A concert John Molloy organised in the Hibernian Hotel led to his Ballad Tour of Ireland with the Ronnie Drew Ballad Group. (Billed in one town as the Ronnie Drew Ballet Group). The success trail led to the Abbey Tavern and the Royal Marine and then to jam-packed sessions in the Embankment, Tallaght. Ciaran Bourke joined the group, followed later by John Sheehan. The called themselves The Dubliners.
In 1964 Luke Kelly left the group for nearly two years and was replaced by Bobby Lynch. With the late Deirdre O’Connell, founder of the Focus Theatre, whom he was to marry the following year, he went back to London and became involved in Ewan McColl’s “gathering.” The Critics, as it was called, was formed to explore folk traditions and help young singers. Luke Kelly greatly admired McColl and saw his time with The Critics as an apprenticeship. “It functioned as a kind of self-help group to develop each other’s potential,” said Peggy Seeger.
Bobby Lynch left The Dubliners and Luke rejoined. They recorded an album in Cecil Sharpe House, London, played the Cambridge Folk Festival and recorded Irish Night Out, a live album with, among other, exiles Margaret Barry, Michael Gorman and Jimmy Powers. They also played a concert in the National Stadium in Dublin with, to Luke’s delight, Pete Seeger as special guest.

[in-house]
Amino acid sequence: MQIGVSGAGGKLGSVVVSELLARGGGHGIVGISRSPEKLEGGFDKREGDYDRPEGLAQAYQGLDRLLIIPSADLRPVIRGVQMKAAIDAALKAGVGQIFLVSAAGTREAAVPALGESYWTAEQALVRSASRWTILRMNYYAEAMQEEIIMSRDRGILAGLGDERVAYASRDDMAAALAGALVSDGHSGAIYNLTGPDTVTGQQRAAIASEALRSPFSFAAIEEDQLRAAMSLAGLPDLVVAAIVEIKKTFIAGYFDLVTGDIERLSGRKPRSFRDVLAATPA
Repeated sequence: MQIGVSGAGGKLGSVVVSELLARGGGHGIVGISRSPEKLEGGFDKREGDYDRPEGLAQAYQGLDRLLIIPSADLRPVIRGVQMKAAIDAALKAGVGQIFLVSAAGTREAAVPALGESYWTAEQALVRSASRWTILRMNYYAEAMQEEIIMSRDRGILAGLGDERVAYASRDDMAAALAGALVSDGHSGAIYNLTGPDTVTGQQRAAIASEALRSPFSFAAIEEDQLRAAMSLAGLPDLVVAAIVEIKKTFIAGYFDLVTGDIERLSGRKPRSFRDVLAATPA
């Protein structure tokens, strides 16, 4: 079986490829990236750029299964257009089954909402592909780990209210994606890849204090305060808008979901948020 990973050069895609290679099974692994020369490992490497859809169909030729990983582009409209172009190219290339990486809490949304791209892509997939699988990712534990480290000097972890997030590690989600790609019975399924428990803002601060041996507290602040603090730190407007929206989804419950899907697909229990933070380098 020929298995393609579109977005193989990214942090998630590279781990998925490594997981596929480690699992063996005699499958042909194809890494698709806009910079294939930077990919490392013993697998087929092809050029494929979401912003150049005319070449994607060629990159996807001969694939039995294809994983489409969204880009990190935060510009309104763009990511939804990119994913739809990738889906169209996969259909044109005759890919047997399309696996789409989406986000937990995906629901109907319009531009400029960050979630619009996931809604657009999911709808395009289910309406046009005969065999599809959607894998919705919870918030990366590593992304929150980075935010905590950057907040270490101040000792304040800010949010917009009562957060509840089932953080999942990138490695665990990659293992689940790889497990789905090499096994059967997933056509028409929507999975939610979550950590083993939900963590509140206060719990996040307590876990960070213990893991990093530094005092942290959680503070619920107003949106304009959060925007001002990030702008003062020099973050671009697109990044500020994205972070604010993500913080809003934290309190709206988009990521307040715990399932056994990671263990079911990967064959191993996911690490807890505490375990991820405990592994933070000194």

They were on the road to success: Top Twenty hits with Seven Drunken Nights and Black Velvet Band, the Ed Sullivan Show in 1968 and a tour of New Zealand and Australia. The ballad boom in Ireland was becoming increasingly commercialised with publicans building even larger venues for pay-in performances.
Christy Moore became a friend after they met in 1967. During his Planxty days he got to know Luke particularly well. “Mind you at that time I think his best singing days were over. I think Luke ran out of steam in The Dubliners as a singer. I’ve heard tapes of him singing as a younger man and he was wonderful”.
Luke took to the stage, surprising many with his performance as King Herod in Jesus Christ Superstar. In 1972 The Dubliners themselves performed in Richard’s Cork Leg, based on the “incomplete works” of Brendan Behan.
An unlikely alliance with Derry composer Phil Counter produced two of Luke’s greatest performances: The Town I Loved So Well and the deeply moving Scorn Not His Simplicity. The latter was about Phil’s handicapped son and showed Luke as passionate in caring for the individual’s plight as he was about the good of society. He had such respect for the song that he only performed it once for a television recording and rarely, if ever, sang it at The Dubliners’ often boisterous concerts.
On June 30, 1980, during a concert in the Cork Opera House Luke Kelly collapsed on stage. He was rushed to hospital and a brain tumor was diagnosed. Following a lengthy operation there was every hope of a full recovery. He performed again with the group but became ill on a tour of Switzerland and had to pull out. He died in hospital on January 30, 1984.
He united Dubliners in their appreciation of their own music and street songs and, years later, when the City Council was divided along Civil War lines over the naming of a new Tolka River bridge, the councillors quickly united as Tony Gregory proposed that it be named after Luke Kelly. . ©Ronan Nolan, 2008.
See also: Luke Kelly, A Memoir, by Des Geraghty. Basement Press. (Copies on sale at Charlie Byrne’s Bookshop, Galway).
The Best of Luke Kelly (2004 Double CD), Celtic Airs,CACD0201
Luke’s Legacy, Luke Kelly and the Dubliners Songs of the Workers, Luke Kelly
The Collection, Luke Kelly
The Luke Kelly Album (with The Dubliners)